Staples High School Class of 2010 graduate Luke Hammerman is the digital audience manager for the National Military Family Organization. The non-profit supports and enhances military families through advocacy and programming.
Luke wants Westporters to know about the group’s holiday drive — and remind them that Tuesday is the anniversary of the National Guard’s founding (in 1636!).
He also found this link to an inspirational “06880” story about some Westport military families in years past.
Westport will be well represented at “Layers Revealed” — the new exhibit at Norwalk Art Space.
Photographer Jerri Graham and artist Melissa Newman are in the show, which explores “all of life’s intricacies and complexities.”
“Slowly, the layers of our lives are revealed and once they are, we fully come through,” Graham says. Through “each frame of the camera,” she aims to highlight “a fraction of a second of a life that will be lived for a time unknown. Within these fractionated layers, we find our lives and ourselves.”
“Layers Revealed” encourages viewers to explore the many cycles and layers of humanity, nature, beauty, creation and decay.
At the opening reception Thursday (December 15,, 6 to 8 p.m., 455 West Avenue, Norwalk), Graham will take portrait photos at a pop-up space.
She’ll also host 3 portrait photo sessions (December 18, 10 a.m. to noon and 1 to 3 p.m.; January 8 (10 a.m. to noon) and January 15 (noon to 2:30 p.m.). Book sessions at 203-252-2840; donations are accepted. Students ages 13 to 18 who are interested in helping Graham (and learning about lighting, composition and more) can apply here.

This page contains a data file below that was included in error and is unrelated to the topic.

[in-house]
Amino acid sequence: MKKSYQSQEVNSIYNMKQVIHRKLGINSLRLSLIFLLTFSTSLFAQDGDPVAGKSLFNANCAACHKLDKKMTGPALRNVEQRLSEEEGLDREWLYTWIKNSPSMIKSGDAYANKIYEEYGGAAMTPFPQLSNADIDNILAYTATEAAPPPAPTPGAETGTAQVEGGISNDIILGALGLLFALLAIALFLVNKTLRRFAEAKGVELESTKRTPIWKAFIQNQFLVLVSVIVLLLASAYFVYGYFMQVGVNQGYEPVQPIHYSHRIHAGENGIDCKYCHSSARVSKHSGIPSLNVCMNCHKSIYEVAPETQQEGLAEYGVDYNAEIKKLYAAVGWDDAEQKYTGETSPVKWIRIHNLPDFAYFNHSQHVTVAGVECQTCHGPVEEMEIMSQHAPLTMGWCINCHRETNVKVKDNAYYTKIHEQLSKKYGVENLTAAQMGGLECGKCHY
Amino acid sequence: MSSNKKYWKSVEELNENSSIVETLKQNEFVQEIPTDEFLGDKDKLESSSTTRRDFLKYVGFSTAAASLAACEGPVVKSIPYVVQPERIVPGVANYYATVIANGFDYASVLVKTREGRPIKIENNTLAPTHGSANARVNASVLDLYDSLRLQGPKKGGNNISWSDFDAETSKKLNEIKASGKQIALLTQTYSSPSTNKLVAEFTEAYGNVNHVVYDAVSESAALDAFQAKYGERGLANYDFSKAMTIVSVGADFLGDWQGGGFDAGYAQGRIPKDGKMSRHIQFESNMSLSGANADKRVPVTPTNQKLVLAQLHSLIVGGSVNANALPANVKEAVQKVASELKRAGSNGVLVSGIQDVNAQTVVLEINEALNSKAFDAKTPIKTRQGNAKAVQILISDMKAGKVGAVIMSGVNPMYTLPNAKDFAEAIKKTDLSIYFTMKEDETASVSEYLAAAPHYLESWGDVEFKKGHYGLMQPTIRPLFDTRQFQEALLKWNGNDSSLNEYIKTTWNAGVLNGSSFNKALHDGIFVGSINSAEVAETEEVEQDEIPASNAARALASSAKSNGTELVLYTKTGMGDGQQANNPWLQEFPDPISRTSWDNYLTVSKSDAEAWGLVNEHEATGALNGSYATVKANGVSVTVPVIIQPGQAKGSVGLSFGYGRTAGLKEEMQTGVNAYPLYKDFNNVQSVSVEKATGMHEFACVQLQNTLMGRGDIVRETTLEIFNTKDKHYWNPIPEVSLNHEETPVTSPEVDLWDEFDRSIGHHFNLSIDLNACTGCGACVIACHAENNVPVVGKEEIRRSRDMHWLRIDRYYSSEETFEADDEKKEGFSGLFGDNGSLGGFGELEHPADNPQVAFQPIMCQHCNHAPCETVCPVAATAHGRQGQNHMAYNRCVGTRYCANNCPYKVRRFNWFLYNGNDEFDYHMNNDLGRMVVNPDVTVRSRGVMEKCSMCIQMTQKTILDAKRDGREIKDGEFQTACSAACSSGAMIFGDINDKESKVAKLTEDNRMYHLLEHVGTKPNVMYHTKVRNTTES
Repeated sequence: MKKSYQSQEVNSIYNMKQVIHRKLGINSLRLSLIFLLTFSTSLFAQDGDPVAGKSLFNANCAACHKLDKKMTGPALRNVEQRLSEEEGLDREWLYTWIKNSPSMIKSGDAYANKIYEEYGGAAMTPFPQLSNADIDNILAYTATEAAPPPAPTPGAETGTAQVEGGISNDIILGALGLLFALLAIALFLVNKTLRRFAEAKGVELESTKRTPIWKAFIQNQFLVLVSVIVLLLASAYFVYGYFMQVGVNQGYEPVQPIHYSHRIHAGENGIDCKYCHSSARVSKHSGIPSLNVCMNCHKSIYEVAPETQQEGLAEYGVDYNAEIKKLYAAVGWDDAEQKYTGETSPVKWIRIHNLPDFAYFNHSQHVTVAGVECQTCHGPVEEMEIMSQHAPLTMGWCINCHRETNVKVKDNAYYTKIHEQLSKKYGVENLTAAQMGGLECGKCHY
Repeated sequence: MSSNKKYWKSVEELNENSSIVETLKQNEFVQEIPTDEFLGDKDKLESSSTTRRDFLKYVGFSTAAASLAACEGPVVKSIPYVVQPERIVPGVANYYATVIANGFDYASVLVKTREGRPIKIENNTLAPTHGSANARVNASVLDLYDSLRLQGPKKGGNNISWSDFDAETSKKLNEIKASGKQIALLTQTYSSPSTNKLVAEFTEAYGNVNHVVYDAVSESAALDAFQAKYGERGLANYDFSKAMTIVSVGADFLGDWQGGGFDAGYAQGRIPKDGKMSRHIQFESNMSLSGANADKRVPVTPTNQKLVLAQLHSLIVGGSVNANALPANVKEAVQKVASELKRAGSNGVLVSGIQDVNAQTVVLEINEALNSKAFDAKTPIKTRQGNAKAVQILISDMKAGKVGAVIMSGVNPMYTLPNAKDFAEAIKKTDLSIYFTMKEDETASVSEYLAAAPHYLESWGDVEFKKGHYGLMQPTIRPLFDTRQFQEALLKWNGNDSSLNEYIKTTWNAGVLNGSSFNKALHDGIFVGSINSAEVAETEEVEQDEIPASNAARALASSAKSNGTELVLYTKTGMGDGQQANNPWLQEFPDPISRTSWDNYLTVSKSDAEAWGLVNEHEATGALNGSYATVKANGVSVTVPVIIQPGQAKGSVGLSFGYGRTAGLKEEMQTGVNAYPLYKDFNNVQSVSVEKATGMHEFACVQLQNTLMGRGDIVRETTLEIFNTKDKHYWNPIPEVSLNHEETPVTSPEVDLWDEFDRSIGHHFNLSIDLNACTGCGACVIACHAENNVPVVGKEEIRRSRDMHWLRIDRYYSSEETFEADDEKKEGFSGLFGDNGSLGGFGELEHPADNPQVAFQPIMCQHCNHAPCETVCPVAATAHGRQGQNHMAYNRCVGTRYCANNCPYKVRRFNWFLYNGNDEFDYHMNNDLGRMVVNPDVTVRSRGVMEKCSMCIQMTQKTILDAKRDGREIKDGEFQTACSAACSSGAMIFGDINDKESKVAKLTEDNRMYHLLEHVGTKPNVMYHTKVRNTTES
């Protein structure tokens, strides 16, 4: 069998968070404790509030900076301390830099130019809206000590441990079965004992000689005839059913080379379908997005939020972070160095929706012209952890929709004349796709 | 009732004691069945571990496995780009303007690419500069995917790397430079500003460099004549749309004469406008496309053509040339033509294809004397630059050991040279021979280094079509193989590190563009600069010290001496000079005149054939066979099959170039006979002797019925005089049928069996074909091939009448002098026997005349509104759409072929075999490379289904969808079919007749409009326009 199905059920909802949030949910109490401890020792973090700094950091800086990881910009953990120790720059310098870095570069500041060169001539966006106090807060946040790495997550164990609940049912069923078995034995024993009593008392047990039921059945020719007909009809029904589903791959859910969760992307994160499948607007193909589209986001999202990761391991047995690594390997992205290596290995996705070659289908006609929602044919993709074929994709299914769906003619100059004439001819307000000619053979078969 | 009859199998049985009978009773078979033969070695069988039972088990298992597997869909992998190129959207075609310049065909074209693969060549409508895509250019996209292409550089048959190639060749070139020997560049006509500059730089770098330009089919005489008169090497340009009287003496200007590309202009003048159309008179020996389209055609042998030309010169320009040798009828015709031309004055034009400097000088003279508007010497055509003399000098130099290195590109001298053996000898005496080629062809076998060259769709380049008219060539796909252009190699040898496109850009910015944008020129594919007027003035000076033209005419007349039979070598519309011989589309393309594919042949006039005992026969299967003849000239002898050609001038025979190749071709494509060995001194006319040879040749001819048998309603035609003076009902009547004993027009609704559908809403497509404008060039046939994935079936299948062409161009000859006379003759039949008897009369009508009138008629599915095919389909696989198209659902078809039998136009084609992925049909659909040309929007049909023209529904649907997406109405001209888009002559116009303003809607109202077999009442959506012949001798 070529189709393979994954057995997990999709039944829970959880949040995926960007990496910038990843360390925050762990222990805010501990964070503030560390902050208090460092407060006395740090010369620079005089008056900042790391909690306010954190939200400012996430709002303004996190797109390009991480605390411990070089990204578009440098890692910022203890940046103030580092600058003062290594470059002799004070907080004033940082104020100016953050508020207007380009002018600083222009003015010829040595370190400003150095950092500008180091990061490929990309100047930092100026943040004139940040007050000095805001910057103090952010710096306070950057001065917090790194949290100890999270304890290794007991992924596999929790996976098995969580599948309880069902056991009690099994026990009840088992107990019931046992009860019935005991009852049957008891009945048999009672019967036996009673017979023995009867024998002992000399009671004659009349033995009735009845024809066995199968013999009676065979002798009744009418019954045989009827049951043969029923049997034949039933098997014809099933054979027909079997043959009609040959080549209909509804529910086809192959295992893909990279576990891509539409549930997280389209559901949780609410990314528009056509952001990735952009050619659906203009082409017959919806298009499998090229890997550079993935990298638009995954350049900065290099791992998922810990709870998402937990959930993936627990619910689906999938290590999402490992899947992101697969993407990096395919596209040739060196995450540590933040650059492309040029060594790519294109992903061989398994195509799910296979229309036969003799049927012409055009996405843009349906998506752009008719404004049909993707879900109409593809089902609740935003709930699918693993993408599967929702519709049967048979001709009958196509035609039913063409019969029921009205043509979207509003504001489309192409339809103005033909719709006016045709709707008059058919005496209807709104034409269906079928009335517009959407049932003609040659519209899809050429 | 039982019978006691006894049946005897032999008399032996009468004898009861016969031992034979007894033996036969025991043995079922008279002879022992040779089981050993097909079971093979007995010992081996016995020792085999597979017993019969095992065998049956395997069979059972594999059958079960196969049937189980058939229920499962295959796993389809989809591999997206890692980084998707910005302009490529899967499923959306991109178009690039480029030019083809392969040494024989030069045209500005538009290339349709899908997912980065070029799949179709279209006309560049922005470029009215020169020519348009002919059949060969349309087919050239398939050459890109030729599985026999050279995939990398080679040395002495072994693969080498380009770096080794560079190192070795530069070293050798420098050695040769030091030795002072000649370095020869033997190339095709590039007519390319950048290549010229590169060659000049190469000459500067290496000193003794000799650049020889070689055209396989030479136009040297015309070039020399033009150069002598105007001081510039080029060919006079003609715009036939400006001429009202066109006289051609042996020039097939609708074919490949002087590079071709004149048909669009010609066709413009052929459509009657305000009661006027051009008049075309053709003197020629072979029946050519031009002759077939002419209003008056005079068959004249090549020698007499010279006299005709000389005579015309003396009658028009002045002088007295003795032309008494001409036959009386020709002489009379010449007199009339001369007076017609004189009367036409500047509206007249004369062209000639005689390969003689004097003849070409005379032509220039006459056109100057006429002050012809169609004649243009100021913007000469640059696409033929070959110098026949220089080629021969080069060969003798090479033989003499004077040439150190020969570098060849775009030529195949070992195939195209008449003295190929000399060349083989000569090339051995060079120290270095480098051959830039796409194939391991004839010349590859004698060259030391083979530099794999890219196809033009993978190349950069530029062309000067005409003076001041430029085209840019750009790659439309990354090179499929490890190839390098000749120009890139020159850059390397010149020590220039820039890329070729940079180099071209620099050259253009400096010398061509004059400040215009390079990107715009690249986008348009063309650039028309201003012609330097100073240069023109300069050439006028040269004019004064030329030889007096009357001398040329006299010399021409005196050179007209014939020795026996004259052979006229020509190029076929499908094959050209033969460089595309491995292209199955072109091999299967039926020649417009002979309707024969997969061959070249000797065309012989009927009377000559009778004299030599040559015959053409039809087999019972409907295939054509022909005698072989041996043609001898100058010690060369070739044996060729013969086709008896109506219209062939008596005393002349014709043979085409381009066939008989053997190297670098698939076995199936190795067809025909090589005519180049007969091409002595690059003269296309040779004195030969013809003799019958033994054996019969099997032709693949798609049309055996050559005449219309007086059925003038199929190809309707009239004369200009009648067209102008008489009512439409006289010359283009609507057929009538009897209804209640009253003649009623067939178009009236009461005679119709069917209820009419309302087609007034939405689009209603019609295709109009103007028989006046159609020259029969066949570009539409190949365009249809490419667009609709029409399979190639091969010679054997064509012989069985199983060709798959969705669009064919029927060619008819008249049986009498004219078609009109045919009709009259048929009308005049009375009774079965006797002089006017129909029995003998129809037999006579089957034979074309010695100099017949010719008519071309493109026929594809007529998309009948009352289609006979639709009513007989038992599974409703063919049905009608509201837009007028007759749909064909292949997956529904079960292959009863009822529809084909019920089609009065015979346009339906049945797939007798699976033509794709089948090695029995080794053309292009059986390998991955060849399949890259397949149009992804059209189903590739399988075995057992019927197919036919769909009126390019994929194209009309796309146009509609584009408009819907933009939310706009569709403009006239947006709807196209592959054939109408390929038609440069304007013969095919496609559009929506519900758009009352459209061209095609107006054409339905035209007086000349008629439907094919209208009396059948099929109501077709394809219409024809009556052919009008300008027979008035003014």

On January 15 (3 p.m.), Graham will give a talk. On January 28 (11 a.m.), Newman — who is also a vocalist — will join guitarist Tony
Lombardozzi for a jazz brunch performance at The Norwalk Art Space.
“In With the Old” — a Discovery+ series — features old-home enthusiasts transforming abandoned structures.
In the current season 3, Staples graduates Brian and Megan Austin Philpott work their magic on a “little Weston cabin.”
Also shown: former Westport Planning & Zoning Commission member Al Gratrix. Spoiler alert: It’s his grandchildren’s log cabin. (Hat tip: Chip Stephens)
The Dartmouth College Brovertones serenaded Staples High’s Choralaires yesterday, with tunes ranging from Hozier to The Beach Boys.
Luke Rosenberg’s singers were especially excited to hear SHS 2020 graduate Sam Laskin. They asked plenty of questions too, about college and a cappella life.
There’s a new event on the Westport benefit calendar.
The event includes grazing tables, music, and private VIP rooms
Last night’s full moon was spectacular. Thanks to all who sent photos.
Two of the best were these:
Just before the moon rose, Tessie and Stinky Pete posed for this “Westport … Naturally” photo at Compo: